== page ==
The enterprise must have long-term opportunities for profitable business. A corporate analysis is normally conducted on the enterprise applying for financing. This analysis estimates the chances for success. Finnvera will normally fund about 50% of the project to be financed. In smaller projects, the portion can be larger.

Enterprises can use Finnvera's guarantees as collateral for credits received from banks, insurance companies or other lenders and for other bond guarantees, such as delivery collateral. Some examples:

  • Part-guarantees provided by Finnvera may help an enterprise to get financing from a bank. The bank will apply for guarantees on behalf of the enterprise when the guarantee requirement is less than 85 000 euro and no more than 60 per cent of the bank loan. In larger guarantees, Finnvera usually provides max. 50 per cent of the total.
  • Micro-guarantees help SMEs to obtain financing for different investment and working capital needs. They are intended for enterprises employing max. 49 persons. The enterprise applies for financing in a bank which makes an assessment of its prerequisites for profitable business and the collateral risks involved in the financing. The bank then applies for the guarantee electronically on behalf of the enterprise.

Tekes programmes (www.tekes.fi) is a key player in promoting research, development and innovation actions in Finland. It has also used ERDF funding. About half of the funding is programme/project based. Funding can be granted as a subsidy or a loan or a combination of the two. Loans are especially intended to create marketable products, service or business concepts. The enterprise must have the prerequisites to cover its proportion of internal financing. In 2014, Tekes is launching a new scheme on capital investment for private early phase capital funds. It is possible to get Tekes funding also for developing work organizations.

Tekes does not have special definitions of policy for SEs. Normal alignments on enterprise financing are followed: the essential criterion is the influence of the project to growth and internationalization of the business. From this point of view, the non-profit nature does not matter as such. A SE can employ and create export income as any traditional enterprise.  Business venture, at which development action and financing are aimed, has to be profitable.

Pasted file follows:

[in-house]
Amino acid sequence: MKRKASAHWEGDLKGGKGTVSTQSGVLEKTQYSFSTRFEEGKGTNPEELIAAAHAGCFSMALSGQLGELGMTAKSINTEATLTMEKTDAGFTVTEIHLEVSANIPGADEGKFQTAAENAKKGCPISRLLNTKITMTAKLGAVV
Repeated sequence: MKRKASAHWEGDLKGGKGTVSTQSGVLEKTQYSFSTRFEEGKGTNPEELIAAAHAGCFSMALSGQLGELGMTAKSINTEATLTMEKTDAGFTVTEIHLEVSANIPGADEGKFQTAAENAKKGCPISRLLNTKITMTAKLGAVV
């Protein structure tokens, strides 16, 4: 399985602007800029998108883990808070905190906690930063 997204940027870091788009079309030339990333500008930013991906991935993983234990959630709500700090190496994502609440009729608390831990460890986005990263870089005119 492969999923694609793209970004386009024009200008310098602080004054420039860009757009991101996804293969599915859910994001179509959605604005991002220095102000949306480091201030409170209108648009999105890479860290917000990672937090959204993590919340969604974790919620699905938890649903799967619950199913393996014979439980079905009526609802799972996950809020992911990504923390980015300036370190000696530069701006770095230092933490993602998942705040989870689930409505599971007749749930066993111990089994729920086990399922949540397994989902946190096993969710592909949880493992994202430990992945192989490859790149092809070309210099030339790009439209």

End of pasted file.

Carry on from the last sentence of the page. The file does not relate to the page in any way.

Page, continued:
Potential investors or “business-angels” normally search for profitable endeavours. The enterprises which limit distribution of profit may not be very attractive. As a consequence, it may be that an organization which promotes public good finds it difficult to raise capital from mainstream sources. The result may be a whole variety of funding sources including project activities. However, interest in ethical investing or saving seems to be growing. Also, new models of financing enter, i.e. crowdfunding. With the help of the Finnish pages www.lainaaja.fi  ordinary people are able to lend money to each other; and www.mesenaatti.me might give projects an opportunity to collect funding. The activities seem to have dealt with art and culture to large extent. Collecting funds without remuneration is regulated by law (255/2006), and it is not an option for enterprises.

Service providers operating on the market have normally used equity type of crowdfunding. Financial Supervisory Authority has made alignments that if the service provider only gets the potential investors together with the one who is looking for financing by offering a service platform and does not make any actions concerning the investment of the capital, no licence is required.

However, crowdfunding has been considered to be somewhat grey area since it may have points of contact with regulations on financial market. In addition, it has connections with legislation on taxation (value-added, income, business and gift taxes), companies (i.e. managing a limited company with thousands of share-holders: share-holders´ meetings and exit –questions from the investors´ point of view), personal data (i.e. maintenance of personal data of thousands of investors) and money laundering (i.e. for service provider ensures that it complies with “know your customer“ - obligation). Insolvency may cause problems in a situation where investors have paid their investments to a service provider which goes into bankruptcy before finalization of the investment process. It is being discussed how to ensure the sustainable growth and support of the crowdfunding market so that diverging interests of the  various stakeholders in crowdfunding (i.e. legislators/regulators, consumer investors, service providers and target companies) are duly  taken into account.